The company formerly known as Hewlett-Packard, now called HP, is the first IT company to set a supply chain greenhouse gas (GHG) emissions reduction goal. HP recently announced its goal of a 20 percent decrease in its first tier manufacturing and product transportation-related GHG emissions by 2020 from a 2010 baseline. Earlier this year, HP became one of the first companies globally to publicly disclose its complete carbon footprint.
Hewlett Packard (HP) is embarking on one of the more elusive aspects of corporate sustainability - getting suppliers in line.
HP announced it is setting greenhouse gas (GHG) reduction targets for first-tier supply chain partners involved in manufacturing and transporting products. The goal is for a 20% cut in GHG by 2020 (from 2010 levels).
Today's guest blog comes from Greg Spratt, advisor for Environmental Sustainability within Lilly’s Global Health, Safety, and Environmental. Greg is helping drive efforts to lesson Lilly’s environmental impact/footprint.
Thanks to the hard work of hundreds of people around the world dedicated to improving our energy efficiency and reducing our greenhouse gas emissions, Lilly is proud to announce that the Carbon Disclosure Project (CDP) has raised our C rating from last year to this year’s B rating.
Company details industry-first goals for emissions reduction among suppliers
PALO ALTO, Calif., September 24, 2013 /3BL Media/ - As part of an ongoing effort to improve its product manufacturing and supply chain operations, HP today announced a greenhouse gas (GHG) emissions reduction goal for its first-tier manufacturing and product-transportation supply chain partners.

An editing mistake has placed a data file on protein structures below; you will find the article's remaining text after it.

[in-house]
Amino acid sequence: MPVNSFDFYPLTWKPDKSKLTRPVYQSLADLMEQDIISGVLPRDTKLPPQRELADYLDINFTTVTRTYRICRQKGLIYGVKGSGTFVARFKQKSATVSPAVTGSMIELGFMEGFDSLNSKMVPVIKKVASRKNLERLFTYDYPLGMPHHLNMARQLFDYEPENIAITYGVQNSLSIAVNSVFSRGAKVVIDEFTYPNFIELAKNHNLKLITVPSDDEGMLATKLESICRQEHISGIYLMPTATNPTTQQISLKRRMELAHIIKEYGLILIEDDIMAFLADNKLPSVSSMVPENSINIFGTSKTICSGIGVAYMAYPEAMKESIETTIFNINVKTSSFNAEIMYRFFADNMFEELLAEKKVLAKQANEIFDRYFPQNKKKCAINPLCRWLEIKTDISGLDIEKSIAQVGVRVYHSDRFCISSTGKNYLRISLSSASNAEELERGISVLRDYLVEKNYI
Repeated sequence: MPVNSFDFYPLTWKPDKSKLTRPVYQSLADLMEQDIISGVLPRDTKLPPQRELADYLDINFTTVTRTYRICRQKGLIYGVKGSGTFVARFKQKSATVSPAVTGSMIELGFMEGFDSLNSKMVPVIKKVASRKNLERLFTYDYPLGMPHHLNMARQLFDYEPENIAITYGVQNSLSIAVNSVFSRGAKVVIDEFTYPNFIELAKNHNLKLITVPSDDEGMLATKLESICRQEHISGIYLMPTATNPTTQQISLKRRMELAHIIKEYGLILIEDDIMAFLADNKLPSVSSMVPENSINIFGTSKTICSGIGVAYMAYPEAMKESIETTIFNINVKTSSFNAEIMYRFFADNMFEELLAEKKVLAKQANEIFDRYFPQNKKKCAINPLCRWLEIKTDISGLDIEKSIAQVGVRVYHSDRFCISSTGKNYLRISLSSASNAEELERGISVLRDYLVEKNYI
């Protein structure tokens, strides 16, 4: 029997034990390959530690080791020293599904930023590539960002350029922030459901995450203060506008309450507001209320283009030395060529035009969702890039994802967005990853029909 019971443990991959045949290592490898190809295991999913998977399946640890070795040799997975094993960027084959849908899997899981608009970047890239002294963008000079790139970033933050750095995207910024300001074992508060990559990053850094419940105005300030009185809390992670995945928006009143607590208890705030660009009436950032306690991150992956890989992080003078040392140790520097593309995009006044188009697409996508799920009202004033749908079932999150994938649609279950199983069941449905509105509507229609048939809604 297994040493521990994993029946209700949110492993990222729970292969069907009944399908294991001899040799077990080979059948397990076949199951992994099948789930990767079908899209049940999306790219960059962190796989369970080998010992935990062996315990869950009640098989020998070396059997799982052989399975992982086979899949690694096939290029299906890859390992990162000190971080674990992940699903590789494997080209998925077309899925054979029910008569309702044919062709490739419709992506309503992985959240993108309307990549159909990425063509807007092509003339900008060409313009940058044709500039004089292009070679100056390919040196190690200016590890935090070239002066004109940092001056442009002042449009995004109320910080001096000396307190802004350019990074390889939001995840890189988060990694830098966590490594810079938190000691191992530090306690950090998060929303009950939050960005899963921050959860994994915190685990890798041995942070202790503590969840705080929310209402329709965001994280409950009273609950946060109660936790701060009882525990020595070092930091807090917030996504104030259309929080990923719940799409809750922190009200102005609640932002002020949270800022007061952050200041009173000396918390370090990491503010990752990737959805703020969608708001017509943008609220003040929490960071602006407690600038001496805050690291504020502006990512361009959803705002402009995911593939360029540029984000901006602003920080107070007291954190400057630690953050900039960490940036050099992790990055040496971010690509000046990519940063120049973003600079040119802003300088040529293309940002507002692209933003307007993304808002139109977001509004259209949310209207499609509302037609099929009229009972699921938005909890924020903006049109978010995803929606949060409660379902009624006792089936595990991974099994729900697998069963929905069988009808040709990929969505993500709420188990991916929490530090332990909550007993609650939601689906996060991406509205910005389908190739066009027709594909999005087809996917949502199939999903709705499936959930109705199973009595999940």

HP’s goal, a first for the information technology (IT) industry, is to drive a 20 percent decrease in its first-tier manufacturing and product transportation-related GHG emissions intensity(1)by 2020, compared to 2010.
Trains remain the most fuel-efficient way to transport bulk cargo on land. A single Union Pacific train can replace 300 trucks carrying the same load. If just 10 percent of the nation’s long-haul freight currently moved on highways was diverted to rail, annual fuel savings would exceed 1 billion gallons. According to the EPA, trains emit an average of 75 percent less greenhouse gas emissions than trucks.
80,000 tonnes of carbon credits add clean energy to the grid
Burlington, VT, August 29, 2013 /3BL Media/ – NativeEnergy, a Vermont-based carbon offset project developer and supplier, announced a seventh community wind energy project in the country’s heartland. Corporate Sustainability leaders are seizing the opportunity to meet environmental goals by purchasing Help Build™ carbon offsets from the Middletown, Indiana school wind project.
Apathy toward U.S. landfill gas capture projects means that more methane is being released into the atmosphere.
By Mark Mondik
For more than five years, proceeds from the sale of carbon offsets have played a vital role in helping fund the implementation and operation of gas collection and control systems (GCCS) at small to mid-size landfills in the U.S. In fact, for some projects, carbon offsets are the only source of revenue to meet annual operating costs, which run well into the tens (and often hundreds) of thousands of dollars per year.
Sometimes it seems as if all the good news about energy efficiency is based on great big ideas such as newly invented technologies, innovative management practices, and visionary strategies. But what if I told you that the equivalent of 1.1 million tons of carbon dioxide, like taking 200,000 cars off the road, has been prevented from escaping into the atmosphere over the last three years by the turns of a wrench?